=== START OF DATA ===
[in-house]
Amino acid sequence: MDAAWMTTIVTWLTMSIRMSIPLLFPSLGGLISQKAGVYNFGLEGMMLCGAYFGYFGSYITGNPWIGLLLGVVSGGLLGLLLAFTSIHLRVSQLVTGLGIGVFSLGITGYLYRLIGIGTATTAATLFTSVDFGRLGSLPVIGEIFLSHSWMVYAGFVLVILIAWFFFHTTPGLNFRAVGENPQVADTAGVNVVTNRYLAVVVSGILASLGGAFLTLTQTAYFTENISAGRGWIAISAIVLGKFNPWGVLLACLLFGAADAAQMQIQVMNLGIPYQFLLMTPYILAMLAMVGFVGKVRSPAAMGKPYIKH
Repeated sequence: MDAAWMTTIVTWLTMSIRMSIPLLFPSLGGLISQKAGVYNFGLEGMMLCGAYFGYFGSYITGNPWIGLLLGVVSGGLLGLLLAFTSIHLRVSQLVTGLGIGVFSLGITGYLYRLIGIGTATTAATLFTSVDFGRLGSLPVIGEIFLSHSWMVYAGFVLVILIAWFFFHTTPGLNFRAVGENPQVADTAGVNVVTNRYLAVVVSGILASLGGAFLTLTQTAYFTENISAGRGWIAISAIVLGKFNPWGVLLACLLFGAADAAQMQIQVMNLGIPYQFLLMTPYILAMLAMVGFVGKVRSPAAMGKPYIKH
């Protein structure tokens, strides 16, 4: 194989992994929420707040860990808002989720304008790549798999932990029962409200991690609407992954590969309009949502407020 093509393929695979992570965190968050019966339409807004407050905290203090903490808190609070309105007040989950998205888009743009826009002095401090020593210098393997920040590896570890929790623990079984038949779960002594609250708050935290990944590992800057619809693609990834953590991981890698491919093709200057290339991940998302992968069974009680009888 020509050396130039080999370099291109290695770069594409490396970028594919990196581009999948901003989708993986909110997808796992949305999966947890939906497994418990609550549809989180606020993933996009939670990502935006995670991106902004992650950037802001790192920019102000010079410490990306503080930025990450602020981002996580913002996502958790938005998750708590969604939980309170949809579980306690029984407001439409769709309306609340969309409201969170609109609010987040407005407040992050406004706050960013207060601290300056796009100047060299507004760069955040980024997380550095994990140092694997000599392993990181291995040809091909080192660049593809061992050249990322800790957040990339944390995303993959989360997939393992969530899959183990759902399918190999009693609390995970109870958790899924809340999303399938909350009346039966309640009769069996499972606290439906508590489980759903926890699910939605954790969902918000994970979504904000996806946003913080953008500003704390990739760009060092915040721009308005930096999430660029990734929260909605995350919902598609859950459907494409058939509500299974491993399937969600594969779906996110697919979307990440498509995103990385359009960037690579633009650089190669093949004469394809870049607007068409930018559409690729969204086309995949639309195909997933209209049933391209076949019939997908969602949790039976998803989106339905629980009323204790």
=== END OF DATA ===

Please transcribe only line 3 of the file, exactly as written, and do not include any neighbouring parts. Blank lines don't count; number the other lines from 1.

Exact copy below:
Repeated sequence: MDAAWMTTIVTWLTMSIRMSIPLLFPSLGGLISQKAGVYNFGLEGMMLCGAYFGYFGSYITGNPWIGLLLGVVSGGLLGLLLAFTSIHLRVSQLVTGLGIGVFSLGITGYLYRLIGIGTATTAATLFTSVDFGRLGSLPVIGEIFLSHSWMVYAGFVLVILIAWFFFHTTPGLNFRAVGENPQVADTAGVNVVTNRYLAVVVSGILASLGGAFLTLTQTAYFTENISAGRGWIAISAIVLGKFNPWGVLLACLLFGAADAAQMQIQVMNLGIPYQFLLMTPYILAMLAMVGFVGKVRSPAAMGKPYIKH